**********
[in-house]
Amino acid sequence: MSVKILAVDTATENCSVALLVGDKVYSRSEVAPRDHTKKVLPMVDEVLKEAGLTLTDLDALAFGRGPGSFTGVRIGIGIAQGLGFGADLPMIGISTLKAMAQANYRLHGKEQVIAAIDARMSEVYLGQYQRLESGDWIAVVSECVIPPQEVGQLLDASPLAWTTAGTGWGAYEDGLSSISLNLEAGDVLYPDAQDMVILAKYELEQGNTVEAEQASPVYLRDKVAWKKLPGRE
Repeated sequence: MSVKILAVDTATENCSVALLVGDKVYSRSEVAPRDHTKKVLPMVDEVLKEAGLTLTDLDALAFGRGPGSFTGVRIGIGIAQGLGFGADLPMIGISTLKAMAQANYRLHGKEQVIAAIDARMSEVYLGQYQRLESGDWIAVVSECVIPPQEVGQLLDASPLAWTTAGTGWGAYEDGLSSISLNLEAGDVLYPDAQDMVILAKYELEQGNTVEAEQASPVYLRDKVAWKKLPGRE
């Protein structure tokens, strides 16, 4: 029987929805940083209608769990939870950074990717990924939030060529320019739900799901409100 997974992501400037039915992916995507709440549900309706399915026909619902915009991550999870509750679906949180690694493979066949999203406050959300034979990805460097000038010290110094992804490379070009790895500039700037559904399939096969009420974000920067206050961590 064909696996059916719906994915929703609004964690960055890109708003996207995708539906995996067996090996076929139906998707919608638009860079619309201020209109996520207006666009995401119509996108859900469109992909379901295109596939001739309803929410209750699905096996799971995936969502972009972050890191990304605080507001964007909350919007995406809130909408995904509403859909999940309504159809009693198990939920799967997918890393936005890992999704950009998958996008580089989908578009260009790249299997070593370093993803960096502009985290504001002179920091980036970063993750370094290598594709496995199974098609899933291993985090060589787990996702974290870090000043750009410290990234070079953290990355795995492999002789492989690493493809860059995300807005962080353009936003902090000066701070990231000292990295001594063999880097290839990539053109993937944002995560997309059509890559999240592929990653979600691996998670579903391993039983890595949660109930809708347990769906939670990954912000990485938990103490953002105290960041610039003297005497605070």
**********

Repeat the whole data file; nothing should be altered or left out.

[in-house]
Amino acid sequence: MSVKILAVDTATENCSVALLVGDKVYSRSEVAPRDHTKKVLPMVDEVLKEAGLTLTDLDALAFGRGPGSFTGVRIGIGIAQGLGFGADLPMIGISTLKAMAQANYRLHGKEQVIAAIDARMSEVYLGQYQRLESGDWIAVVSECVIPPQEVGQLLDASPLAWTTAGTGWGAYEDGLSSISLNLEAGDVLYPDAQDMVILAKYELEQGNTVEAEQASPVYLRDKVAWKKLPGRE
Repeated sequence: MSVKILAVDTATENCSVALLVGDKVYSRSEVAPRDHTKKVLPMVDEVLKEAGLTLTDLDALAFGRGPGSFTGVRIGIGIAQGLGFGADLPMIGISTLKAMAQANYRLHGKEQVIAAIDARMSEVYLGQYQRLESGDWIAVVSECVIPPQEVGQLLDASPLAWTTAGTGWGAYEDGLSSISLNLEAGDVLYPDAQDMVILAKYELEQGNTVEAEQASPVYLRDKVAWKKLPGRE
């Protein structure tokens, strides 16, 4: 029987929805940083209608769990939870950074990717990924939030060529320019739900799901409100 997974992501400037039915992916995507709440549900309706399915026909619902915009991550999870509750679906949180690694493979066949999203406050959300034979990805460097000038010290110094992804490379070009790895500039700037559904399939096969009420974000920067206050961590 064909696996059916719906994915929703609004964690960055890109708003996207995708539906995996067996090996076929139906998707919608638009860079619309201020209109996520207006666009995401119509996108859900469109992909379901295109596939001739309803929410209750699905096996799971995936969502972009972050890191990304605080507001964007909350919007995406809130909408995904509403859909999940309504159809009693198990939920799967997918890393936005890992999704950009998958996008580089989908578009260009790249299997070593370093993803960096502009985290504001002179920091980036970063993750370094290598594709496995199974098609899933291993985090060589787990996702974290870090000043750009410290990234070079953290990355795995492999002789492989690493493809860059995300807005962080353009936003902090000066701070990231000292990295001594063999880097290839990539053109993937944002995560997309059509890559999240592929990653979600691996998670579903391993039983890595949660109930809708347990769906939670990954912000990485938990103490953002105290960041610039003297005497605070």